Australian Financial Review Article 14 Feb 2001

Local advisers up there with the world's best

Andrew Main

Do the big international investment banks have it all over the locals when it comes to M&A advice?

Not a bit of it, according to the latest survey of advisers by Sydney consultants East Coles, which not only places local outfit Macquarie Bank second overall after UBS Warburg, but puts Macquarie's head of corporate, John Green, second adviser overall behind UBS Warburg property expert Guy Fowler. (JP Morgan's head of investment banking, Trevor Loewensohn, another property expert, was third, and Richard Hunt of UBS Warburg, also in property, was fourth.)

The survey of Australia's top advisory houses, which polled 185 corporates and institutional investors, put Merrill Lynch, Salomon Smith Barney and Deutsche Bank close behind, so the spoils go mainly to international houses.

Ron Forster, a partner at lawyers Minter Ellison and a reliable observer of a contest in which lawyers don't get a run, notes that there is room for both local and offshore expertise in what has in recent years become a very competitive business indeed.
"International organisations are usually at an advantage if they are providing the financing as well as the strategic advice," he says, pointing to a double role that became very common when the Kennett Government was privatising Victoria's power assets in the mid-1990s.

"Deutsche Bank, for instance, would have a much bigger balance sheet than a local player like Macquarie. But if you're just talking about strategic advice in public company takeovers, you go to whoever you think is going to give you the best - and the balance sheet issue doesn't enter into it."

Simon Mordant, a founder of local house Caliburn Partners, takes a similar line. Caliburn, which he runs with fellow locals Peter Hunt and Ron Malek, is 10percent owned by US adviser Lazard Freres, and thus aims to get the best of both worlds.

"From the client's point of view, what you want is someone who has a deep working knowledge of local markets and regulators as well as a good strategic view. I would suggest there are a number of bulge bracket firms that have people out here for, say, three years who are not instantly familiar with ASX rules, the Foreign Investment Review Board, the ACCC and the Takeovers Panel, all of which are highly relevant to achieving a successful takeover.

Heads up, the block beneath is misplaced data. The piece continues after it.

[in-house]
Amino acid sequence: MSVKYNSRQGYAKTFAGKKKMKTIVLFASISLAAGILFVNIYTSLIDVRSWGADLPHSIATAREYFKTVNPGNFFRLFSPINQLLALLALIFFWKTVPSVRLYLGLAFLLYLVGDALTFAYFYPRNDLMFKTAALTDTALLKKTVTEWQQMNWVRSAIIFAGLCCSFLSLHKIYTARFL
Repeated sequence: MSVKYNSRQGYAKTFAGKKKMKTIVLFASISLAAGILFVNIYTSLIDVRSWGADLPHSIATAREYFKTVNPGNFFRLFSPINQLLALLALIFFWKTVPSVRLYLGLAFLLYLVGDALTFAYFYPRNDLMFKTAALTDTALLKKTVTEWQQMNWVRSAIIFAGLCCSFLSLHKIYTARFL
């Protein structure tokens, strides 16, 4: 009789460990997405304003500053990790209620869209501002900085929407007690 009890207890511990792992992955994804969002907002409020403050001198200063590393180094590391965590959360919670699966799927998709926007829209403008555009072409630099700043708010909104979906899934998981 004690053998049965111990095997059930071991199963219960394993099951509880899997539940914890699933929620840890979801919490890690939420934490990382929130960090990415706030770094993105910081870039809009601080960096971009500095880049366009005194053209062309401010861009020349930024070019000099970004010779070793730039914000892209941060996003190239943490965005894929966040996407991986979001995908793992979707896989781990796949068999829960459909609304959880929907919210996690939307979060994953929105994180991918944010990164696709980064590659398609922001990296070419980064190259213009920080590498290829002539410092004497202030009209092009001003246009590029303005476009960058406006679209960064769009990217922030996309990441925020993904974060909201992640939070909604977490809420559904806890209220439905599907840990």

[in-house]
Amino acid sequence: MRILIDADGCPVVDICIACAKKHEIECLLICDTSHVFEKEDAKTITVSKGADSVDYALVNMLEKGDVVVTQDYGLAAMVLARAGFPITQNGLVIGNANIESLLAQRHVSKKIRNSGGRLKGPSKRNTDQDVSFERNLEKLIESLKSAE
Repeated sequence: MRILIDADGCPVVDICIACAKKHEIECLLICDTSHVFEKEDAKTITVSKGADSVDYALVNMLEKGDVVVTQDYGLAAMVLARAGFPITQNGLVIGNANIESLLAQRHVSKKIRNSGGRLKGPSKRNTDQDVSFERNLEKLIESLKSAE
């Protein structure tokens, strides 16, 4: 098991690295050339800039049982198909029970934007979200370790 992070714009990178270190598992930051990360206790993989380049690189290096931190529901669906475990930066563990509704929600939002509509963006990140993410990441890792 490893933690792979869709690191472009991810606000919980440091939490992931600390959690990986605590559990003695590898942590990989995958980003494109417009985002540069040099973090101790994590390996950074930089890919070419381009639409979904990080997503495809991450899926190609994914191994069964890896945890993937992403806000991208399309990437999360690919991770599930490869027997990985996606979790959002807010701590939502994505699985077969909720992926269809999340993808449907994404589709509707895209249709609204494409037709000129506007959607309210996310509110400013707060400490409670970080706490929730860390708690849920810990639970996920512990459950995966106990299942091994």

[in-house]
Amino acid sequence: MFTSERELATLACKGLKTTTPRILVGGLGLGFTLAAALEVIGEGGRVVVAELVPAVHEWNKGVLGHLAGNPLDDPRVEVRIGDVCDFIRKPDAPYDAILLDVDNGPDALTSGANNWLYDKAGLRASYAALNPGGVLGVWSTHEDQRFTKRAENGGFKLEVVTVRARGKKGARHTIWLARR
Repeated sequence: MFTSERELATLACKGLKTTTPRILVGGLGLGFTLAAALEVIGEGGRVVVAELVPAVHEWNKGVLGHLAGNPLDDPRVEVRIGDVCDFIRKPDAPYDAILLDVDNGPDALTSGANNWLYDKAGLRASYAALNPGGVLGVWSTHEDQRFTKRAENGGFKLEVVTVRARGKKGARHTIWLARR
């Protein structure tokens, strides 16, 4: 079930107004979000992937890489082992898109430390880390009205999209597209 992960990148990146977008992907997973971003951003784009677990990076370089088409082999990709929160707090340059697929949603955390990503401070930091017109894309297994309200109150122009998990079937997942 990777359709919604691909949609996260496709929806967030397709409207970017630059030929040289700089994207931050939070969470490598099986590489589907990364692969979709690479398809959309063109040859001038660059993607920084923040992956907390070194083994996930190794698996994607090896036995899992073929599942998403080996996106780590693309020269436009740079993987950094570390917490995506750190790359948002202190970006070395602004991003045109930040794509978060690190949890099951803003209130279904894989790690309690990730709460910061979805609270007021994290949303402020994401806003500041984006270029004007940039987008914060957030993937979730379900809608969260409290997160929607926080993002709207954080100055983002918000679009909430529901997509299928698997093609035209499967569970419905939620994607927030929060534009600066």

"You can get lawyers to tell you what the rules are, but you need local expertise to work with the regulators to produce a satisfactory outcome," Mordant says.

"There have been a number of takeover situations lately where you wonder whether the advisers really did their homework."

Mordant points to the ACCC's recent rejection of not one but two bids for regional carrier Hazelton Airlines, disallowing bids from Ansett and Qantas on the grounds either would reduce competition.

But Mordant also notes that an adviser without international connections "probably won't get a bite at the whole cake".

"More than half of all M&A transactions in recent years have had an offshore component, and that has been an upward trend," he says.

Another trend has been the involvement of a growing number of advisory houses in what is clearly a very specialised area. The Melbourne-based independent investment bank JB Were is just setting up in the area under the direction of David Lowes, a veteran M&A man from Schroder Australia. Were rated No 3 in East Coles's survey of Equity Capital Markets, after rivals Macquarie and UBS Warburg, which put two local houses in the top three places.

In the M&A business, local houses remain solid performers. Grant Samuel, for instance, has carved out a significant niche in carrying out the Independent Experts' Reports that takeovers regularly involve. Another major player is Gresham Partners, which does not feature in the East Coles survey but is well regarded as an Australia-wide advisory house.